458746 Advanced Supercritical Water-Based Process Concepts for Treatment and Beneficial Reuse of Brine Generated By Oil/Gas Production

Wednesday, November 16, 2016: 4:31 PM
Van Ness (Hilton San Francisco Union Square)
Jason Trembly1, David Ogden2 and Dora Lopez2, (1)Ohio University, Athens, OH, (2)Chemical and Biomolecular Engineering, Institute for Sustainable Energy and the Environment, Athens, OH

Both U.S. energy and economic security rely upon continued development of U.S. unconventional shale plays, which require access to suitably clean water resources. Produced water (brine) is the nation’s largest industrial waste stream, with approximately 22 billion barrels generated annually by the U.S. oil and gas sector. The recent surge and continued development of unconventional U.S. shale plays will result in greater volumes of produced water. In addition, an additional brine waste stream will be created by future sequestration of CO2 emissions generated by fossil-based power plants into saline aquifers. Utilizing this brine in development of unconventional shale resources represents a beneficial reuse of this waste stream. This approach can not only lower stress on local watersheds but can also address public/local government concerns regarding long-term ground water contamination potential and seismic activity associated with Class II salt water disposal wells (SWDs).

However, direct reuse of brines in shale development activities currently is limited due to constituents found in this waste stream. Specifically, the high levels of dissolved solids found in the brine may cause scaling within the shale or within production casings, reducing well productivity. Current brine treatment technologies including membrane- and thermal-based processes are ineffective in treating brine containing concentrations of dissolved solids greater than 80,000 ppm due to fouling or cost/sizing, respectively.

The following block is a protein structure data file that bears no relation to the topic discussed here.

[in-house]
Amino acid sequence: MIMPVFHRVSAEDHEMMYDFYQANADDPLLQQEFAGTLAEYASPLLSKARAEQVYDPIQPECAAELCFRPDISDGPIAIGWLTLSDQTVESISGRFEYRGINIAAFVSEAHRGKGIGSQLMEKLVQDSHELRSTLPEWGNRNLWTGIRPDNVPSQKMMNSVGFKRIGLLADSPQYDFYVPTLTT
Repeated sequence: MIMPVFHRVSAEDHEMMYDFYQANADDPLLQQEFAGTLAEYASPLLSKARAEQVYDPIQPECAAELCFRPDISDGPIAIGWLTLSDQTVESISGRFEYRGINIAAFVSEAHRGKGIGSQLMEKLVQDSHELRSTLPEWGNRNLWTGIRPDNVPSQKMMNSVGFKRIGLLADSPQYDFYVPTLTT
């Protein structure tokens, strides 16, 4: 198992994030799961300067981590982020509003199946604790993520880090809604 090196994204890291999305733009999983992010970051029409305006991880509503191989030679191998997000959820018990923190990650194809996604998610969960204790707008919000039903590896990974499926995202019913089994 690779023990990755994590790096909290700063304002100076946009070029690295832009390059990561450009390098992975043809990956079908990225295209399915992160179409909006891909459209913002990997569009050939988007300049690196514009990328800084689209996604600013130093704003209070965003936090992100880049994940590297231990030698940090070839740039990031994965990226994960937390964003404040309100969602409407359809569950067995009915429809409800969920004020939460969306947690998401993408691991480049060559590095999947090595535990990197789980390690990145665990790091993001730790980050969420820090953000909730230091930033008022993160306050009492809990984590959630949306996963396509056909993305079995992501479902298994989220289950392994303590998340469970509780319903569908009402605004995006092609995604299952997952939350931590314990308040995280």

To address these limitations, Ohio University (OHIO) with funding from the U.S. Department of Energy’s Research Partnership to Secure Energy for America (RPSEA) Project 11122-60 and the National Energy Technology Laboratory (NETL) Crosscutting Research Program Project DE-FE0026315, has been developing an advanced supercritical water (SCW)-based process for treatment and beneficial reuse of brine waste streams. This SCW process offers an advantageous media for brine treatment, as its lower fluid density and decreased hydrogen bond strength provides a means to simultaneously remove dissolved solids and hydrocarbons.

Previous SCW-based brine treatment systems have been plagued by internal scaling, resulting in inefficient heat transfer, plugging, and process downtime. To address this issue OHIO has been developing both externally- and internally-heated SCW reactor design concepts, which utilize advantageous fluid dynamics and electrically driven Joule-heating mechanisms, respectively. OHIO’s new SCW reactor designs offer the potential to provide a field deployable brine treatment process and a resultant product which may be reused in shale development or other beneficial reuse applications, thereby supporting goals of NETL’s Strategic Center for Oil and Natural Gas.

To evaluate process potential, OHIO has been conducting both experimental investigations using prototype SCW reactors and process simulations/techno-economic assessments using Aspen PlusTM. Removal of dissolved solids has been investigated at temperatures and pressures ranging from 377-520 °C and 23-32 MPa, respectively, demonstrating the ability to recover greater than 99 percent of salts from brines containing dissolved solid concentrations greater than 280,000 ppm. In addition, minimal to no internal reactor scaling has been observed. Techno-economic summaries have identified important brine treatment cost sensitivity parameters and heat recovery schemes to lower brine treatment costs. This presentation will review experimental and techno-economic study results from both U.S. DOE supported projects.




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